The centrepiece of the supplements is a new interview with Scorsese conducted by critic and blogger Farran Smith Nehme especially for this release (43 mins). I particularly enjoyed his story about how The Big Shave scandalised festival audiences ("The reaction was outrageous – booing, hissing, laughing, people throwing things...") and his indefatigable enthusiasm for the films he loved growing up (Scorsese first saw Citizen Kane on TV complete with ad breaks and the 'march of time' sequence cut out). Elsewhere, Hereditary director Aster joins fellow modern masters Josh and Bennie Safdie (Uncut Gems) for a lively but rather chaotic chat about the five films (25 mins), and there's a thought-provoking public-radio interview from 1970 (22 mins), in which a 27-year-old Scorsese talks about his lecturing role at NYU and his curation of Movies in the Park, a showcase for upcoming filmmaking talent then running in the city.
Dorothy Arzner was one of a small collective female directors (Lois Weber, Mabel Normand and Alice Guy-Blaché et al) to work in the Hollywood studio system making silent movies in the 1920s, before a whole host of talkies through the ’30s and early ’40s. Dance, Girl, Dance – from 1940 – is her penultimate film, a slick, fast-moving comedy, with the odd musical number and a smart feminist edge. Maureen O'Hara and Lucille Ball (pictured above) are chalk-and-cheese dancers – O'Hara a demure wannabe ballerina, Ball the brazen burlesque performer for whom she plays the 'stooge' in a successful Broadway show. And while O’Hara might get the film’s best moment as she stops dancing to berate a crowd of sexist men for their wolf whistles and leering heckles, Dance, Girl, Dance truly belongs to Ball, whose slippery, hardscrabble Bubbles is an endlessly entertaining force of nature ("I ain't got an ounce of class, sugar, honest!"). The storytelling is immaculate, with sub-plots involving Louis Hayward’s lovelorn millionaire and Ralph Bellamy’s dance school owner left simmering away, before being brought to the boil at exactly the right moment to provide an upbeat, beautifully worked finale.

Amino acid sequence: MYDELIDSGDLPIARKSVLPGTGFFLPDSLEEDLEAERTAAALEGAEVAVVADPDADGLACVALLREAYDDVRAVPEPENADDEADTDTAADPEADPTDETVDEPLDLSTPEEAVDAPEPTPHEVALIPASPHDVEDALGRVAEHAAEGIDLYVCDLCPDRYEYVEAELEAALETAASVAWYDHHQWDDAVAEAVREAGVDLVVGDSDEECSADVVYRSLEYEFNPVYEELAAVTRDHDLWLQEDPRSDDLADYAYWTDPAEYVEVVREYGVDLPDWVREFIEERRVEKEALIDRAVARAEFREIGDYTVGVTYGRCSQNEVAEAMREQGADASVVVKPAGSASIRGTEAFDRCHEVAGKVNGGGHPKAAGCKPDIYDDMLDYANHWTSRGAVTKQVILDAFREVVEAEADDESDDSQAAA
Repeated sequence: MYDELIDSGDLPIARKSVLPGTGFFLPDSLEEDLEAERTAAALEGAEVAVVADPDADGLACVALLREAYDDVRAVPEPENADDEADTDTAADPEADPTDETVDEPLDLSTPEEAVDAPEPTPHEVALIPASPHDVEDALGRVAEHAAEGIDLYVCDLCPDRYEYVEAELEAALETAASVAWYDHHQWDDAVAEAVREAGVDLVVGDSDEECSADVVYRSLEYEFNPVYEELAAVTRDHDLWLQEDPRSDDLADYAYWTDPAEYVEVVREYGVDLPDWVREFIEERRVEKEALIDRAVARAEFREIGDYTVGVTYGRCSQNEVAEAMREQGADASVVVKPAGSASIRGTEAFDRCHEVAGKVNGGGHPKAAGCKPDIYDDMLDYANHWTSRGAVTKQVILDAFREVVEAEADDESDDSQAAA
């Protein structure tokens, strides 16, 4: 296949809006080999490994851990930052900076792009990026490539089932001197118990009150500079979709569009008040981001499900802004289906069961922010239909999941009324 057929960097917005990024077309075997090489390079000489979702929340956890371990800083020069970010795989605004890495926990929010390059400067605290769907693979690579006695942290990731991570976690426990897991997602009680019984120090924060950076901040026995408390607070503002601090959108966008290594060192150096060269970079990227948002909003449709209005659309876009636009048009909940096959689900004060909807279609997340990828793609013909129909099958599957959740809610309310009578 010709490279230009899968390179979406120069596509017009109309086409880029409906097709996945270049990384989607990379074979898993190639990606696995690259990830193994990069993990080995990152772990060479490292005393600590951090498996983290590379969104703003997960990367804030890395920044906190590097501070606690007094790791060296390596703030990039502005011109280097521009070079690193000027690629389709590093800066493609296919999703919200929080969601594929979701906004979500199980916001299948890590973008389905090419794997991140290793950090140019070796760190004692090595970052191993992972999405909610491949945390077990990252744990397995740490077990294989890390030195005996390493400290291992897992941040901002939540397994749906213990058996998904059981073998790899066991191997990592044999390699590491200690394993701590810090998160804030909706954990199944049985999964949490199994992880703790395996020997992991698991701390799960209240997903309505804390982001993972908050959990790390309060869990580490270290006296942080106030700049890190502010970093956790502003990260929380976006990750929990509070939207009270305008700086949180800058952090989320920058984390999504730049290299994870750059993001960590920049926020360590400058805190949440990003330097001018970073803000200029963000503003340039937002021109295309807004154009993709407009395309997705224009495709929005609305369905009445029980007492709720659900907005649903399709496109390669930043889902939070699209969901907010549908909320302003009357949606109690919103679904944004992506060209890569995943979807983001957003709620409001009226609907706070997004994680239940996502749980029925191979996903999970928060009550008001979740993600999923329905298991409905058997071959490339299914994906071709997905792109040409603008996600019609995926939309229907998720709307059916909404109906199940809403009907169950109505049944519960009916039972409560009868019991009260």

Dance, Girl, Dance might be a little light on supplements but what's here is fascinating. Film Quarterly editor B. Ruby Rich offers a brief overview of Arzner's life and career (15 mins), expertly hopping from point to point about the director's rapid ascent (Arzner shot through the ranks very quickly after starting off as a typist and stenographer), her uniqueness as a queer woman in Hollywood who made little effort to hide her sexuality, and her ability as a 'star spotter' (she worked with Katharine Hepburn on the actress's second film and inspired her 'look'). It wasn't all plain sailing though, and Arzner didn't always get along with the female actors she directed (Hepburn and Ball), while her films - she made 16 of them - were pretty much forgotten after she quit the industry just before World War II.